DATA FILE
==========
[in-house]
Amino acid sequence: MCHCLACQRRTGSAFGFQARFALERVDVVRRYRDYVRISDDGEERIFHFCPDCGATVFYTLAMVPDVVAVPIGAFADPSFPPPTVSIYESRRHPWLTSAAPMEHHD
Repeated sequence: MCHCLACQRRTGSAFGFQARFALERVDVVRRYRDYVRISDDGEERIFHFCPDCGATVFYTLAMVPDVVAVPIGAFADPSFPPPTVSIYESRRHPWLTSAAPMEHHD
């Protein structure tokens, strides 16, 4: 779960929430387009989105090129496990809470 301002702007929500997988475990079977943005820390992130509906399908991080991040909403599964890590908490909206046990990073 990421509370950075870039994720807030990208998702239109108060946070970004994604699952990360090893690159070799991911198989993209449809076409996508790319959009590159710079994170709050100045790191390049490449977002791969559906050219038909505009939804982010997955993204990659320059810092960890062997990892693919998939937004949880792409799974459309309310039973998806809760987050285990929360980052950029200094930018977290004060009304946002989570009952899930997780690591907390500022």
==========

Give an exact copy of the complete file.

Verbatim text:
[in-house]
Amino acid sequence: MCHCLACQRRTGSAFGFQARFALERVDVVRRYRDYVRISDDGEERIFHFCPDCGATVFYTLAMVPDVVAVPIGAFADPSFPPPTVSIYESRRHPWLTSAAPMEHHD
Repeated sequence: MCHCLACQRRTGSAFGFQARFALERVDVVRRYRDYVRISDDGEERIFHFCPDCGATVFYTLAMVPDVVAVPIGAFADPSFPPPTVSIYESRRHPWLTSAAPMEHHD
């Protein structure tokens, strides 16, 4: 779960929430387009989105090129496990809470 301002702007929500997988475990079977943005820390992130509906399908991080991040909403599964890590908490909206046990990073 990421509370950075870039994720807030990208998702239109108060946070970004994604699952990360090893690159070799991911198989993209449809076409996508790319959009590159710079994170709050100045790191390049490449977002791969559906050219038909505009939804982010997955993204990659320059810092960890062997990892693919998939937004949880792409799974459309309310039973998806809760987050285990929360980052950029200094930018977290004060009304946002989570009952899930997780690591907390500022």